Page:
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INDEX FUNDS MAKE INVESTING A LITTLE SIMPLER

Sorting through the thousands of mutual funds available can be an overwhelming task. Would you ever like to just throw up your hands and forget it? Well, you can - and without sacrificing much, if anything, in the way of performance.

The simple solution is to use index funds. An index is a measure. Standard & Poor's, for example, measures stock-market performance with its well-known S&P 500-stock index.Mutual funds that emulate the index buy and hold all the S&P 500 stocks on the theory that few investors can consistently beat the market.

"In aggregate, all investors are the market," says George Sauter, who's in charge of Vanguard's array of index funds. "For one investor to outperform, another has to underperform. It's a closed game."

Some fund managers do outperform the S&P 500 index, but it's not easy. Over the past 10 years, fewer than one-quarter of stock funds beat the index. After taxes, index funds do even better than their actively managed counterparts.

Because turnover is low, index funds generate fewer taxable gains. If you use good index funds in a taxable account, you're practically guaranteed to beat most stock funds over the long haul. Moreover, you won't have to keep such close tabs on your portfolio.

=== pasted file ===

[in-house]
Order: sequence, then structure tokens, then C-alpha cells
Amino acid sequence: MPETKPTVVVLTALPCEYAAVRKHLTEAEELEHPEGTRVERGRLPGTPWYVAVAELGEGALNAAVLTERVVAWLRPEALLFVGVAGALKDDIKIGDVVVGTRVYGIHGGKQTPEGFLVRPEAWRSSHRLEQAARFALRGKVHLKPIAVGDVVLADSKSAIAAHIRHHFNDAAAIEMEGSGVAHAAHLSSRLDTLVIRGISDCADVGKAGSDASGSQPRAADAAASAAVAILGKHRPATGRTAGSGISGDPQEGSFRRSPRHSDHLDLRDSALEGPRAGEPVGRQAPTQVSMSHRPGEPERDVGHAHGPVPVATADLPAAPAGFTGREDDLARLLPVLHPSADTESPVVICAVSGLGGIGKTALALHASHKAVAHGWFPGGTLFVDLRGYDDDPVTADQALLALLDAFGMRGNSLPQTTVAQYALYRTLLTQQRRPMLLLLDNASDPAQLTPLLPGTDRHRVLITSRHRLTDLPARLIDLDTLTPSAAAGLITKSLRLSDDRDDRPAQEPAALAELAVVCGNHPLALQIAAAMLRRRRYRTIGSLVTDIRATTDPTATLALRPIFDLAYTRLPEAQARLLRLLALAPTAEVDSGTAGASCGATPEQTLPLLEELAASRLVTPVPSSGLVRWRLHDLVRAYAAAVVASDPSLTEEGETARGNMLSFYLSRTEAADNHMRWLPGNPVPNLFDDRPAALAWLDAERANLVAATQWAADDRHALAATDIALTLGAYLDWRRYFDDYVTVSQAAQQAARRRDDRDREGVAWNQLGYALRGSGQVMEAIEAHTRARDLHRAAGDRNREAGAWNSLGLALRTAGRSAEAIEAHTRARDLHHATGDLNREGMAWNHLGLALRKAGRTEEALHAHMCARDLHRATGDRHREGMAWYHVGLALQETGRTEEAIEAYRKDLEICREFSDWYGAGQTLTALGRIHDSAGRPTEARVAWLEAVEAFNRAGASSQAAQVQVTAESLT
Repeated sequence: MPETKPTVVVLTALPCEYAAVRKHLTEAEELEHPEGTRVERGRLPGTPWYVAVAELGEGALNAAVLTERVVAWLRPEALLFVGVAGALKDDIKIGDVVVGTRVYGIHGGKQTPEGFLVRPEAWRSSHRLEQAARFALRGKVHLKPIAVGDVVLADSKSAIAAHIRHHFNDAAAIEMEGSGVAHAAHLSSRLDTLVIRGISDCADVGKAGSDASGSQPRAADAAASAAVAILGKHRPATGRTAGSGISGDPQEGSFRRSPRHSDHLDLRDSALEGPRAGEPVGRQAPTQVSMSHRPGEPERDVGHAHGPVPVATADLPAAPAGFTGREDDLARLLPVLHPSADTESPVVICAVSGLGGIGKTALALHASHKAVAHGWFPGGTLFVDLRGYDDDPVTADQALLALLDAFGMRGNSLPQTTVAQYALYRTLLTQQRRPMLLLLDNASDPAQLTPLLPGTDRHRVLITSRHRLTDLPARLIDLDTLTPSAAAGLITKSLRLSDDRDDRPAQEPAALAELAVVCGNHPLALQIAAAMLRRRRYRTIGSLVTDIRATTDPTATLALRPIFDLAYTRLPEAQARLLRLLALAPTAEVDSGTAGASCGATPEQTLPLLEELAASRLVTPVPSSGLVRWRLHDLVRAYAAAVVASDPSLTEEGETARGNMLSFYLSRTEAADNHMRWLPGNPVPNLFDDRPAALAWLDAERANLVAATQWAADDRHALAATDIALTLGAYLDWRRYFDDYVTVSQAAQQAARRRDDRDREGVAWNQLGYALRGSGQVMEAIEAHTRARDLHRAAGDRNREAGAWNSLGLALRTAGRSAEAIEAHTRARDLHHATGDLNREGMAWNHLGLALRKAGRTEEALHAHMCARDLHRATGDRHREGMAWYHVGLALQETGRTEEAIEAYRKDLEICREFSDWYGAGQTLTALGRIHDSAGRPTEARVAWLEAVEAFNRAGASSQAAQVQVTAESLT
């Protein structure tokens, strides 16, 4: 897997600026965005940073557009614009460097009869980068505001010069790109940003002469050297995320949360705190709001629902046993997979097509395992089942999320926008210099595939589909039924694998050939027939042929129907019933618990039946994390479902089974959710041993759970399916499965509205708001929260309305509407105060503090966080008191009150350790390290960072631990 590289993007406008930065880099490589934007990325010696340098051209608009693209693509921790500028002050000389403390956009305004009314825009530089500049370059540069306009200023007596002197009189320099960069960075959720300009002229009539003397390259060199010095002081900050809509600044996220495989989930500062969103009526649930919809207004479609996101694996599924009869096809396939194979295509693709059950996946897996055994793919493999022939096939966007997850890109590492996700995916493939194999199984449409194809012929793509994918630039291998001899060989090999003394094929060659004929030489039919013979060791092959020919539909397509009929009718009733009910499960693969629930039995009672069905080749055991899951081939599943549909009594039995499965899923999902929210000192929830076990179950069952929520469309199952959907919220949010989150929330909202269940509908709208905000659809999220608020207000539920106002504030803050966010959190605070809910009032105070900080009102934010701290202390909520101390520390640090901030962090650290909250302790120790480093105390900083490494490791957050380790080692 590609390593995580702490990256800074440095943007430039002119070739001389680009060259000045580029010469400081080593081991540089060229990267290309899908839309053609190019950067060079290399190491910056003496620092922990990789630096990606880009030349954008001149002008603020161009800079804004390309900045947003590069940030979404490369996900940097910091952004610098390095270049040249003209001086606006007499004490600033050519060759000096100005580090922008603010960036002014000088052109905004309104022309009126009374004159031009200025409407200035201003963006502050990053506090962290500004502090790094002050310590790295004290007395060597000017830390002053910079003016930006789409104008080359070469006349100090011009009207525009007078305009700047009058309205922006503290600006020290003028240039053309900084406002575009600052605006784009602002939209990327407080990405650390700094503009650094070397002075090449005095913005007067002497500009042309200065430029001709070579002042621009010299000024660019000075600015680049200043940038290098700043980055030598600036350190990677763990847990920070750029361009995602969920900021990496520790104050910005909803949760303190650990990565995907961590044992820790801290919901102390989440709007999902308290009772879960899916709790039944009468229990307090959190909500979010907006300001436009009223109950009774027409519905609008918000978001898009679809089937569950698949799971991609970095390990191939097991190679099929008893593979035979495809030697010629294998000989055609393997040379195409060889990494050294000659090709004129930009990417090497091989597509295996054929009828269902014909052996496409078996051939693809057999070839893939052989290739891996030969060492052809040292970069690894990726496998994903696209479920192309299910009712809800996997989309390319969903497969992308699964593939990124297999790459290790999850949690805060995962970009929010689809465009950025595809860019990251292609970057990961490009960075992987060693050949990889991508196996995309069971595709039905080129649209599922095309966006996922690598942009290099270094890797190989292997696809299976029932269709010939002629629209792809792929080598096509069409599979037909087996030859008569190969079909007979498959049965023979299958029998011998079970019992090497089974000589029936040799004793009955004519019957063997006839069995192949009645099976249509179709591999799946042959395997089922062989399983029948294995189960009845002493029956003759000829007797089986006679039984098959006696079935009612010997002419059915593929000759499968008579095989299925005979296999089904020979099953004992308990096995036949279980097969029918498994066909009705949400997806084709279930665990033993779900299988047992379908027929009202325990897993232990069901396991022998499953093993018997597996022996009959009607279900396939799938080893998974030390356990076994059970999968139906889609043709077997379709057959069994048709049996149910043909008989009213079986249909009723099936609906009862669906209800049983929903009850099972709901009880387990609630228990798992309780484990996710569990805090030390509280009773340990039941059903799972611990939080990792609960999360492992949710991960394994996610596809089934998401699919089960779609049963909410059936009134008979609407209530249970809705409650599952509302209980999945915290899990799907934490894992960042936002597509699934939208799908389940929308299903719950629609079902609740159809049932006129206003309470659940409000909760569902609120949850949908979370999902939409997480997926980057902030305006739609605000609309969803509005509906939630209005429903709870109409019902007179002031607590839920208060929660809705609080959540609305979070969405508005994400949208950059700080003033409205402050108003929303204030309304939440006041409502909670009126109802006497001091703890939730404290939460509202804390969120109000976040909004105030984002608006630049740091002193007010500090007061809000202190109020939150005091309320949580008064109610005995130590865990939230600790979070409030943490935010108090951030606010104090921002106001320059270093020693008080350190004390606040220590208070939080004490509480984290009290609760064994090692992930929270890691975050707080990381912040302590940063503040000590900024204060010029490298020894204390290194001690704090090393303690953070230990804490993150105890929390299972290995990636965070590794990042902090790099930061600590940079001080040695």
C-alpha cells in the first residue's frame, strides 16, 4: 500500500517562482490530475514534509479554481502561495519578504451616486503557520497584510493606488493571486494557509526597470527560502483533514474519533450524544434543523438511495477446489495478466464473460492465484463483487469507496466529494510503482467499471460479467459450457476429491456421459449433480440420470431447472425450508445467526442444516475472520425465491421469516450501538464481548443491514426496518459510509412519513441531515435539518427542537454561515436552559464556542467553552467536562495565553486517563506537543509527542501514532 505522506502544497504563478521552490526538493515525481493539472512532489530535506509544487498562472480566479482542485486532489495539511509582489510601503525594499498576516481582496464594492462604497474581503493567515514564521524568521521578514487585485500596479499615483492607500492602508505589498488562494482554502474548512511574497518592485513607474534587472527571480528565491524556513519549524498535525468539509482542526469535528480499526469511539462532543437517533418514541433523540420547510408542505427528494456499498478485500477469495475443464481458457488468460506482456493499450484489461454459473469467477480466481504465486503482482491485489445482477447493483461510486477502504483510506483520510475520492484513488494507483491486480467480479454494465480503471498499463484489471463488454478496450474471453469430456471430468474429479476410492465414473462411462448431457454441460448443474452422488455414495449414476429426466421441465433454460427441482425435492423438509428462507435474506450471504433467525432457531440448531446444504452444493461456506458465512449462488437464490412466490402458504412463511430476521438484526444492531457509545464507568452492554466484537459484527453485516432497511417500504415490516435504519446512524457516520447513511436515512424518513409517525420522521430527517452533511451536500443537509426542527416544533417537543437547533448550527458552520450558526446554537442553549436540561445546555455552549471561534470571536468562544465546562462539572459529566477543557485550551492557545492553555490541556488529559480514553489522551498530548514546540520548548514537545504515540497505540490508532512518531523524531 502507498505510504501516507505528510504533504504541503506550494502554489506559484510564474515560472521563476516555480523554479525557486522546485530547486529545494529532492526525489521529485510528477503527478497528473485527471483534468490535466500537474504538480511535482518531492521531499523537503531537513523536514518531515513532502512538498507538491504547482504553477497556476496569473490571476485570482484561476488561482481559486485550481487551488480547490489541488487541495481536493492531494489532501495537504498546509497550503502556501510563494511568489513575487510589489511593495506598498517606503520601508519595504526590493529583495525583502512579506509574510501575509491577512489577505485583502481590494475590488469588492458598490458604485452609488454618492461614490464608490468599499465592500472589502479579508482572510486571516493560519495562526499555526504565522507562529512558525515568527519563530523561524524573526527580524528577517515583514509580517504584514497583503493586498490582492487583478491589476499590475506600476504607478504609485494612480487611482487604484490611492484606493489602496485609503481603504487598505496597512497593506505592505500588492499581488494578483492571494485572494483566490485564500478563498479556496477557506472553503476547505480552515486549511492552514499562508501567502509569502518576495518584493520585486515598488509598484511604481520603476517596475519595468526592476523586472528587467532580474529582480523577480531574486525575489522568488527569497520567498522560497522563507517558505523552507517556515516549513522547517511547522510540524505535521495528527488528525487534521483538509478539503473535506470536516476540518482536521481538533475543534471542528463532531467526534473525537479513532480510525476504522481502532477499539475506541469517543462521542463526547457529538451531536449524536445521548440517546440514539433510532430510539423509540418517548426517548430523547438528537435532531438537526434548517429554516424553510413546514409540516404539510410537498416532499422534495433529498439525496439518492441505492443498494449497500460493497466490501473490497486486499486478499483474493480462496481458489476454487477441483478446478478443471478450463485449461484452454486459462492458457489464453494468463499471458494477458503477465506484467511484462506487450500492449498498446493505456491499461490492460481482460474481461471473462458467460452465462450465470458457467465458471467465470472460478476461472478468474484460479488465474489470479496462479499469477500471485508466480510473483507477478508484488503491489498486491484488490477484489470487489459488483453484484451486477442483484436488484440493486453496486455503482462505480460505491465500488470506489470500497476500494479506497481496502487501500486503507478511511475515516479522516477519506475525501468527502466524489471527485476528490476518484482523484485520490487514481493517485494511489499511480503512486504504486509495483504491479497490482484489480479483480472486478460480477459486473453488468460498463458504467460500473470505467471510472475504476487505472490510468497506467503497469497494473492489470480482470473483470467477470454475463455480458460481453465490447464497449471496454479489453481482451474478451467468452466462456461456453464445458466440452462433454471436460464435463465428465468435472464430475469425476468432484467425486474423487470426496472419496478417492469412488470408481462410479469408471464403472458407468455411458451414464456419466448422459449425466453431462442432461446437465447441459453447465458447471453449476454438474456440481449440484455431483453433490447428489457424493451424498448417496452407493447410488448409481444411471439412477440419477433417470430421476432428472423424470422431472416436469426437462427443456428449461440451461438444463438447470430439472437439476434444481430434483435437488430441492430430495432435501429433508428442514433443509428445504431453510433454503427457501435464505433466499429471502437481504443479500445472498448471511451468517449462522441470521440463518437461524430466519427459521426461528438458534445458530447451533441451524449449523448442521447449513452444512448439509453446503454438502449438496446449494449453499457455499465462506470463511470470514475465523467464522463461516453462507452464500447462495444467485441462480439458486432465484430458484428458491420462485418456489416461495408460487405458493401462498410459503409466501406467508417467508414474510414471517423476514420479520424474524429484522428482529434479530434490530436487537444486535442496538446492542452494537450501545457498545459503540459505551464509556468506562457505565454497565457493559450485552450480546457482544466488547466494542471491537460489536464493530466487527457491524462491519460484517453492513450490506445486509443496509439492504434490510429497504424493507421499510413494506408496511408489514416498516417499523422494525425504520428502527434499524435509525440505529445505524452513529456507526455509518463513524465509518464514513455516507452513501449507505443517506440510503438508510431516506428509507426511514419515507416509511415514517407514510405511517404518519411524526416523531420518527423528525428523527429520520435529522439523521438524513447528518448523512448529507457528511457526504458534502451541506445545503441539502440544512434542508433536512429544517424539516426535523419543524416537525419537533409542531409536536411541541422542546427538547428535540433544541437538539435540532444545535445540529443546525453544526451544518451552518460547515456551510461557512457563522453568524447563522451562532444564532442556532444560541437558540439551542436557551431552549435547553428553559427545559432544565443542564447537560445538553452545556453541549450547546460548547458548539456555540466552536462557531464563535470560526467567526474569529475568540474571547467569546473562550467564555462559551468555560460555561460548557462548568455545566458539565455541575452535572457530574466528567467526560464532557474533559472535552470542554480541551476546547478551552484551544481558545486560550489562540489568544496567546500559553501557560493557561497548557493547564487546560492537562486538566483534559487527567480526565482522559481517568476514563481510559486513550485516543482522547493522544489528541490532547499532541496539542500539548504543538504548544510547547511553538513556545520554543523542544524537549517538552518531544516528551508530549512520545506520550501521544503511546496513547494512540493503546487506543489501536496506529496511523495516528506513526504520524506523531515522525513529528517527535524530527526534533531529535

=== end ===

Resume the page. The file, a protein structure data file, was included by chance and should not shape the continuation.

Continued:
If an actively managed fund loses its star manager, that may be reason to sell. But an index fund doesn't take great skill to manage. The key number to watch is annual expenses.

For the most part, Vanguard (800-635-1511) has the lowest-priced index funds. For the broadest U.S. stock index fund, consider Vanguard Index Total Stock Market. The fund owns all of the 700 biggest stocks, with the largest stocks getting the greatest weighting.

In addition, it has smaller positions in 1,100 smaller stocks. That makes this fund more representative of the entire U.S. stock market than Vanguard Index 500, which mirrors the S&P index.

Morgan Stanley's Europe, Australia and Far East (EAFE) index of 1,000 foreign stocks serves the same function the S&P 500 does here. Vanguard splits EAFE into two funds: Vanguard International Index European and Vanguard International Index Pacific.